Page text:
There is a red pill and a blue pill, not everyone wants to try the red, “they can’t handle the truth”, BLUE!!
    This is why I begged and asked for your insight here.

    Did I tell you about this old machine that I can also boot Win7? It runs the printer software for which there is a hack (called the maintenance secret backdoor) that can reset the chips on laser head cartridges for that brand. It saves a bundle. You can’t do that on BSD, unless you can read and edit chips by using aligator clips on their contacts …. yaaa daaahhh yaahhh daa and turning 1s into 0s again.

    For fun, a while ago, I would take full blown DE installations with systemd and replace it with openrc, runit, s6, etc. Things like Antergos (RIP), Manjaro, Arco, etc. I hadn’t done this for a while and tried it with new S6/66 and I thought I could do it blind-folded and write down the procedure. Surprise, it is getting harder. It is like reaping weeds away from a plant without uprooting the plant itself. It is reaching deeper and deeper with more claws and strings attached.

    I couldn’t care less what they speak of in SocMedia, I waste little time in reddit (if that could be conceived as social) and more on bicycles than on systems, or politics and philosophy. The bicycle is a system that maximizes human ability on its own energy to go further and faster, it beats walking, swimming, sailing, kayaking, rowing, and crawling. Other than materials little has changed in this system for nearly 1 and a half centuries. I didn’t mention paragliding, and hand-gliding because it takes a truck to go up the hill. Enough at this age of inhaling burned castor oil fumes.

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  6. I think your first three paragraphs of speculation as to why some “kids” migrated from Windows to Linux in the 90’s / 00’s is a bit of a tangent to say the least… it comes from the flawed perspective that free software based OS has to be a drop in Windows replacement for mass consumption.

    Paragraph four is misleading rhetoric…! Hyperbole at best. I suggest you give one of the *BSDs a try to dispel some of the myths – you may be surprised at how easy it is to set up OpenBSD and you may be surprised that X.org is in fact integrated into OpenBSD as standard and “works out of the box” without any configuration. I haven’t had to set up an xorg.conf in so many years. Rather than 800×600 resolution, I seem to be getting native screen resolution both in console and X.org…? I also rarely compile anything – in fact OpenBSD recommends that you install packages rather than build ports from source. FreeBSD also seems to be doing ok with a binary package manager. With all that said, it’s not for everyone. For “the masses”, it’s inescapable that a proprietary or “proprietary style” OS from MS, Apple of google, etc is still the best option and Linux desktops are a poor imitation.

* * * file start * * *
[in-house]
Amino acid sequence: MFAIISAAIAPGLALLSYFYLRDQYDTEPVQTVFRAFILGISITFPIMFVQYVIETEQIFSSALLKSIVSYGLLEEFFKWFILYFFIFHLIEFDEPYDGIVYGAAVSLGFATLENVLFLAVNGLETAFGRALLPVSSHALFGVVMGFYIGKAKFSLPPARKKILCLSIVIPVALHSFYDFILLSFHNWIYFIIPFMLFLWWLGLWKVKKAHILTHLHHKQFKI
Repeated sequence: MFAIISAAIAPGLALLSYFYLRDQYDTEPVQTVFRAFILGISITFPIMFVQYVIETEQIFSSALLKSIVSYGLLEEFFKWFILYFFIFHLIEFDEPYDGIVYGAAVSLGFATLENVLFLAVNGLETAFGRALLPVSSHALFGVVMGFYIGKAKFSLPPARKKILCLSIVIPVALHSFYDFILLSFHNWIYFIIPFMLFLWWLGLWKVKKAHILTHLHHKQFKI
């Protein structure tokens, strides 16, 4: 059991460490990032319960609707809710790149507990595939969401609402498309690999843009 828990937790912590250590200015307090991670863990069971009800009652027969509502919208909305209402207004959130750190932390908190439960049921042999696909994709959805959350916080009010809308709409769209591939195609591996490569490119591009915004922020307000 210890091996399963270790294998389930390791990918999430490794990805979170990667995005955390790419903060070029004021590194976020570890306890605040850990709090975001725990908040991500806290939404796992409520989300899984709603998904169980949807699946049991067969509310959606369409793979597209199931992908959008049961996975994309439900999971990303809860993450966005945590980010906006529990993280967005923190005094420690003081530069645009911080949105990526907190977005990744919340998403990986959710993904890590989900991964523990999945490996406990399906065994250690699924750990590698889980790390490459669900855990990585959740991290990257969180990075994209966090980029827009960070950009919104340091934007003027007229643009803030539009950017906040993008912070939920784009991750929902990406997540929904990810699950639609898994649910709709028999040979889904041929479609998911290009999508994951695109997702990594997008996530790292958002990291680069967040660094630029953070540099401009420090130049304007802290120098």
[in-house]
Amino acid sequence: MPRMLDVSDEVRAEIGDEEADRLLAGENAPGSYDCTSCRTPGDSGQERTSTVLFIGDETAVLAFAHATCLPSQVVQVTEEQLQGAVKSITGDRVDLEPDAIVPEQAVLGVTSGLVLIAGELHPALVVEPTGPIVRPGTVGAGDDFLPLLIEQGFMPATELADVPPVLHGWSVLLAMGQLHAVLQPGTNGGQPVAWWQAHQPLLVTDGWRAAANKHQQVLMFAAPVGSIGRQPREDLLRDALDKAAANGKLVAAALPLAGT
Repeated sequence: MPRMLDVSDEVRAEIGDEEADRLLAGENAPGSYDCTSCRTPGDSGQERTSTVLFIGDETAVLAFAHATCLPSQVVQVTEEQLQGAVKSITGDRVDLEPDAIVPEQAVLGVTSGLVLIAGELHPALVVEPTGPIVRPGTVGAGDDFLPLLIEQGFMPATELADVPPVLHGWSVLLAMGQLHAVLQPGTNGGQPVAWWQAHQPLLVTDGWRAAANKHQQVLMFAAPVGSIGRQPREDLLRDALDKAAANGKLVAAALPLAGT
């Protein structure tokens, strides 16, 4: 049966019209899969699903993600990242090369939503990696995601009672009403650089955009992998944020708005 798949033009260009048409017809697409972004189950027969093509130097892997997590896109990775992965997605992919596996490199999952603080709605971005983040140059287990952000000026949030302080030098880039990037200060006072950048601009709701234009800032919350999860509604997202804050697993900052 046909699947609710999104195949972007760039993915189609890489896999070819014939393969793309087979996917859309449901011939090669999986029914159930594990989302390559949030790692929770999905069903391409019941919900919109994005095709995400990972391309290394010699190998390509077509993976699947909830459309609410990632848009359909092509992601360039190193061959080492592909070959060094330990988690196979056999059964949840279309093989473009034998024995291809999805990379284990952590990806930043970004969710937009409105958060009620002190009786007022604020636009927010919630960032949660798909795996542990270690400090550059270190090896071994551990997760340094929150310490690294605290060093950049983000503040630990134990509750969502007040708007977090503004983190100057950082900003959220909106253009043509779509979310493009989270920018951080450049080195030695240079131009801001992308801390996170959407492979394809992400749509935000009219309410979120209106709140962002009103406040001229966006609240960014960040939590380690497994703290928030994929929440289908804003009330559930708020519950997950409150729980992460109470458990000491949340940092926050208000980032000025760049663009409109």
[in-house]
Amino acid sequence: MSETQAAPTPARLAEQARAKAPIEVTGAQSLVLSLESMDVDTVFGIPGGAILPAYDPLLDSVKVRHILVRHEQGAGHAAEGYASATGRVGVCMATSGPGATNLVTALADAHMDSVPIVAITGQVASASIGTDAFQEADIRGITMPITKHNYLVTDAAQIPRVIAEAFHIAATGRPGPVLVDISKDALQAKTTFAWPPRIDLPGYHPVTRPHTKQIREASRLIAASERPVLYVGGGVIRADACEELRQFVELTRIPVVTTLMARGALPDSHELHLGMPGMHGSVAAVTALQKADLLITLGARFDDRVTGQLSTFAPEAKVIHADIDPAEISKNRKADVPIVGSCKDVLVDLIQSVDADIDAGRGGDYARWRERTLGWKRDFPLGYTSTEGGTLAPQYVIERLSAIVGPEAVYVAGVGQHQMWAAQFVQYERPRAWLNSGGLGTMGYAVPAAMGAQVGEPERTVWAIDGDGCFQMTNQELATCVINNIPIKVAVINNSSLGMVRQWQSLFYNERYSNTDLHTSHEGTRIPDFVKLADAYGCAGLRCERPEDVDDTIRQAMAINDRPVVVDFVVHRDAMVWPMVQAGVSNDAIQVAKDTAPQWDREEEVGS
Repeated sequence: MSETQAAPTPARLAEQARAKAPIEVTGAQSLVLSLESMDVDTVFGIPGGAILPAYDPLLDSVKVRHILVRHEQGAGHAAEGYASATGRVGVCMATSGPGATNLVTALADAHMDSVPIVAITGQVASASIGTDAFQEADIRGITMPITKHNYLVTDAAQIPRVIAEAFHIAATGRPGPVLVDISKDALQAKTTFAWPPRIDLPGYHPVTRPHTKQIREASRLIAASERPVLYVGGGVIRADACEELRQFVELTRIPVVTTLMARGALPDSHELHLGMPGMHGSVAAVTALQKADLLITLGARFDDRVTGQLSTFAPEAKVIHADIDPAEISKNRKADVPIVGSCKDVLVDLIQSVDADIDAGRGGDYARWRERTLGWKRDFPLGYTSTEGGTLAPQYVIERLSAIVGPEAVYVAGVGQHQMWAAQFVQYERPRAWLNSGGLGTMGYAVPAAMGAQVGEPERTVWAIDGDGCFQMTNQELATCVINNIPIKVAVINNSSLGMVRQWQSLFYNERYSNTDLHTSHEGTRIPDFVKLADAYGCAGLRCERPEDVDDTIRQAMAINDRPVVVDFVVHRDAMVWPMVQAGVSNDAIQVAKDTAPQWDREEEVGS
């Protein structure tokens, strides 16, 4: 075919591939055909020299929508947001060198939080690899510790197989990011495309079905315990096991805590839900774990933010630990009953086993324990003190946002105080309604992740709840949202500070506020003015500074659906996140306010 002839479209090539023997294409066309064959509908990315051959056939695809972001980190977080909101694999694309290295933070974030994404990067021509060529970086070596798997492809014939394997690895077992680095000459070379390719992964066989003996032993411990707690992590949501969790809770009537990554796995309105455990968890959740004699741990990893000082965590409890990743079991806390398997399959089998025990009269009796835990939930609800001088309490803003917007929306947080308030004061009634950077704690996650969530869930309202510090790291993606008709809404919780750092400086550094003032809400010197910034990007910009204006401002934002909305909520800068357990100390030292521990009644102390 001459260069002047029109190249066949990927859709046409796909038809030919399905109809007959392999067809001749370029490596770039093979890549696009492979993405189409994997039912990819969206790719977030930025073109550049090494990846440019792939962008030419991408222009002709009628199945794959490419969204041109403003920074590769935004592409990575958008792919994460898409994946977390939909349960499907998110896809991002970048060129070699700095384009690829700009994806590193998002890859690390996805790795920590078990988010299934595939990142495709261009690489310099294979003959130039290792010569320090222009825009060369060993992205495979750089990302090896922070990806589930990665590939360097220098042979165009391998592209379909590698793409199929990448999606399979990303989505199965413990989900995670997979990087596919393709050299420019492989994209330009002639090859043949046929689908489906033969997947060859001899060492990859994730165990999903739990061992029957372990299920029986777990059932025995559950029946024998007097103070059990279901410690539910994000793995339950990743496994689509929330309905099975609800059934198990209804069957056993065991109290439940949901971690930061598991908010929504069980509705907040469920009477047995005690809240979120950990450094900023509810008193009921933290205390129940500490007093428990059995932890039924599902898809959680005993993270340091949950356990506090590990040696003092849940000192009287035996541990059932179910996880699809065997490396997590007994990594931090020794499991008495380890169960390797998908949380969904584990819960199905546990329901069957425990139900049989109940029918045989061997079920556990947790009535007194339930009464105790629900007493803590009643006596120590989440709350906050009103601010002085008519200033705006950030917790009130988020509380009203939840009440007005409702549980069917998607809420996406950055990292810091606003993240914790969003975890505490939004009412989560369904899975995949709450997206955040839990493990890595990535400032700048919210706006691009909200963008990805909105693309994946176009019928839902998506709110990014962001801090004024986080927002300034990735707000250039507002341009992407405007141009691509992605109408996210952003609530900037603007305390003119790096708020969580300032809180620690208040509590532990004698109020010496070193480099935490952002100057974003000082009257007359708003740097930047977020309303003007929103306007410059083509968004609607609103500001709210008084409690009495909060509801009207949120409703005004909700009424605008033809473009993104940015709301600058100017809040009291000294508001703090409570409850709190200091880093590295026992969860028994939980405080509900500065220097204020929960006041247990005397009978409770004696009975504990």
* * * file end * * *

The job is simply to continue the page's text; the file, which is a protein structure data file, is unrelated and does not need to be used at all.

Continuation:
As to your hypothetical users who don’t want to configure anything – not exactly sure why we should care about them or their requirements / expectations. They are after all part and parcel of why we’re all living in the age of $PROPRIETARY_DESKTOP_OS reinvention… what do you think inspired stuff like systemd, avahi, dbus, consolekit, pulseaudio, mono – even the gnome desktop… almost all the relevant people behind these projects are on the payroll of fortune 500 companies, so how can hobby projects expect to “compete”?

    “Did I tell you about this old machine that I can also boot Win7? It runs the printer software for which there is a hack (called the maintenance secret backdoor) that can reset the chips on laser head cartridges for that brand. It saves a bundle. You can’t do that on BSD…”

    Can you do it on Linux…?

    “For fun, a while ago, I would take full blown DE installations with systemd and replace it with openrc, runit, s6, etc. […] it is getting harder”

    Unless you state which desktop this is, then this is just anecdotal at best. If you’re talking about gnome, then this was always a pointless exercise – gnome have very clear Red Hat affiliation, have made it clear that they’re embracing systemd, so unless someone wants to fork gnome and take it in a different direction, there is really no point. There are a lot of problems with gnome besides systemd, always have been. The project have made it clear that they are invested in the creation of a consumer product, with a “brand” and that users need to be restricted to use gnome as the gnome project intend it and that customisation gets in the way of this.